Paddlefish, also known as spoonbill catfish, are part of the Polyodontidae family and are known for their distinctive, elongated snouts. Often mistaken for prehistoric relics, paddlefish demonstrate some of the most unusual adaptive qualities in the aquatic world, making them a fascinating species and subject of study. 

Historically, paddlefish have been economically valuable for their roe (fish eggs), which were consumed as substitute caviar. 



The family includes five genera that were extinct a long time ago (and are known only from fossils), one genus that were extinct more recently, and one extant genus to which all the currently living species belong. 

Out of the eight known species, six are only known from fossils. Five of them have been found in North America and one in China. 

The more recently extinct species is the Chinese paddlefish (Psephurus gladius) which was last sighted in 2003, in China´s Yangtze River Basin. It was declared extinct in 2022. 

The only now living paddlefish is the American paddlefish (Polyodon spathula), which is native to the Mississippi River basin in the United States. 


Paddlefish are riverine fish, preferring large, slow-moving bodies of water. Their unmistakable characteristic is their rostrum or paddle – a long, flat extension resembling the blade of a canoe paddle. This rostrum isn’t for feeding or digging but is a super-sensitive organ packed with tens of thousands of sensory receptors. It aids in navigation and locating plankton, their primary food source.

They have large mouths and lack teeth in their elongated jaws. At maturity, paddlefish can become very large and heavy, with the majority of their bulk being muscle rather than fatty tissue.

Paddlefish are primarily filter feeders, subsuming large quantities of water and filtering out zooplankton, their principal diet. Their gill rakers, intricately designed net-like formations within their gills, aid this process.

Migration and reproduction 

Paddlefish are migratory, with patterns heavily influenced by water temperature and river conditions. During spawning season (late spring – early summer), paddlefish migrate upstream where females release eggs and males disperse their sperm. They are so-called broadcast spawners, also known as synchronous spawners or mass spawners.  Females and males will release their eggs and sperm, respectively, at the same time, and fertilization occurs externally. The eggs are sticky and will adhere to the gravel substrate below. After hatching, the juvenile paddlefish will be swept downstream by the current and reach deep freshwater pools, where they grow into adults. 

Paddlefish are long-lived and do not reach sexual maturity until they are quite old. Females will typically not spawn for the first time until they are 6-12 years old, and some individuals will not spawn until they are 16-18 years old. Males will usually start spawning around 4-7 years of age, but some do not until they are 9-10 years old.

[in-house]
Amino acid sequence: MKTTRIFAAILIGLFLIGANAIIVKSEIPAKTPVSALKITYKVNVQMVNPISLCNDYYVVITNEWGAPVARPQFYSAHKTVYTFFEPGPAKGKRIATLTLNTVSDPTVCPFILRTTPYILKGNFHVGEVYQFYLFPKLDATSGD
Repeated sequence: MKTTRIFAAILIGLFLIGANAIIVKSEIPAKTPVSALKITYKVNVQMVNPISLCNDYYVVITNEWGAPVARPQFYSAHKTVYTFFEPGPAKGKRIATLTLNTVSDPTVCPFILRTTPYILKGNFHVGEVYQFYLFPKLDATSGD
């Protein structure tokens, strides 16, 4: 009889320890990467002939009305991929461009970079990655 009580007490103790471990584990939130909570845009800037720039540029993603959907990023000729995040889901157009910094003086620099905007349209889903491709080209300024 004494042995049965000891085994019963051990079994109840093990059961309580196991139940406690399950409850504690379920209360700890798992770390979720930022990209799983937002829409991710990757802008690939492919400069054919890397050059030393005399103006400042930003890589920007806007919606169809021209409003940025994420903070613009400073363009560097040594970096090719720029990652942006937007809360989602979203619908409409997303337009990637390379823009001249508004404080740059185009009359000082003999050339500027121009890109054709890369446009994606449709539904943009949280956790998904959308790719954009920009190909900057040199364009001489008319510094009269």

Research suggest that it is normal for female paddlefish to only spawn every 2-3 years. Males spawn every year or every other year, if conditions allow. 

For spawning to be triggered and take place, several different factors need to be present, including the right water flow, temperature, and photoperiod. The fish must also be able to reach an environment with a suitable gravel substrate. They prefer silt-free gravel bars that have recently been flooded and would otherwise be exposed to air. Therefor, enviroments that are flooded by snowmelt and annual spring rains are important for this fish. 

Conservation status

Habitat disruption, overfishing, and pollution have significantly reduced the paddlefish populations. These fish are slow-growing and late-maturing, which makes it extra difficult for them to handle these challenges. 

These ancient fish are considered ecological indicators, and their population decline tends to mirror poor water quality and habitat degradation, signalling more significant environmental disruptions which could adversely affect other species in the ecosystem.

Environmental authorities and research organizations are putting efforts in place to maintain and potentially increase the paddlefish populations. Initiatives include modifying dam operations, preserving river habitats, stringent fishing regulations, and hatchery programs.

Paddlefish are listed as “Vulnerable” on the International Union for Conservation of Nature (IUCN) Red List. In the U.S., the American paddlefish is specifically considered by several states as a Species of Greatest Conservation Need, underlining the need for comprehensive management and protective measures. 


Paddlefish are sometimes called “primitive fish”, because the Acipenseriformes are among the earliest diverging lineages of ray-finned fish. They diverged from the other groups over 300 million years ago. 


Appreciating the paddlefish goes beyond their unique physical traits to their ecological role in our waterways and their potential as an environmental indicator species. As we strive to understand these intriguing creatures better, it is vital that conservation efforts continue to ensure that paddlefish continue to inhabit our rivers for generations to come.